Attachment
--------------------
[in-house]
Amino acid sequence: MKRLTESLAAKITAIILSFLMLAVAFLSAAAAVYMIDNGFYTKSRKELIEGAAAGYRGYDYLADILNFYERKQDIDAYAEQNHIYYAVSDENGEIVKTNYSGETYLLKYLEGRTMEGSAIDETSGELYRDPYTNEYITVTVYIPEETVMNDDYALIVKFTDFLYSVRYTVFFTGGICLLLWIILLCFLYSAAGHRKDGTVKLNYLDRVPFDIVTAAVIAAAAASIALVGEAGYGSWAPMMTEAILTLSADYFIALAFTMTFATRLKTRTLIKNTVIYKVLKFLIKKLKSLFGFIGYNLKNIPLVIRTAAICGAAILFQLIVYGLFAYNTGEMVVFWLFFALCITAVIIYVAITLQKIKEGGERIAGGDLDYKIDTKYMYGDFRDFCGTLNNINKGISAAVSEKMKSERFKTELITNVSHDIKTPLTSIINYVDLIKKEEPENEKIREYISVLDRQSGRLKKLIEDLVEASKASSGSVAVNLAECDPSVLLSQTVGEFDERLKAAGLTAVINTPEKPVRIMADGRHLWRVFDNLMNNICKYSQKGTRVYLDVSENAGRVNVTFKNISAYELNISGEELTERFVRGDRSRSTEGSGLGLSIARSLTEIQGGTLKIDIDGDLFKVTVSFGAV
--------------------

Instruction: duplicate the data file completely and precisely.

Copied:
[in-house]
Amino acid sequence: MKRLTESLAAKITAIILSFLMLAVAFLSAAAAVYMIDNGFYTKSRKELIEGAAAGYRGYDYLADILNFYERKQDIDAYAEQNHIYYAVSDENGEIVKTNYSGETYLLKYLEGRTMEGSAIDETSGELYRDPYTNEYITVTVYIPEETVMNDDYALIVKFTDFLYSVRYTVFFTGGICLLLWIILLCFLYSAAGHRKDGTVKLNYLDRVPFDIVTAAVIAAAAASIALVGEAGYGSWAPMMTEAILTLSADYFIALAFTMTFATRLKTRTLIKNTVIYKVLKFLIKKLKSLFGFIGYNLKNIPLVIRTAAICGAAILFQLIVYGLFAYNTGEMVVFWLFFALCITAVIIYVAITLQKIKEGGERIAGGDLDYKIDTKYMYGDFRDFCGTLNNINKGISAAVSEKMKSERFKTELITNVSHDIKTPLTSIINYVDLIKKEEPENEKIREYISVLDRQSGRLKKLIEDLVEASKASSGSVAVNLAECDPSVLLSQTVGEFDERLKAAGLTAVINTPEKPVRIMADGRHLWRVFDNLMNNICKYSQKGTRVYLDVSENAGRVNVTFKNISAYELNISGEELTERFVRGDRSRSTEGSGLGLSIARSLTEIQGGTLKIDIDGDLFKVTVSFGAV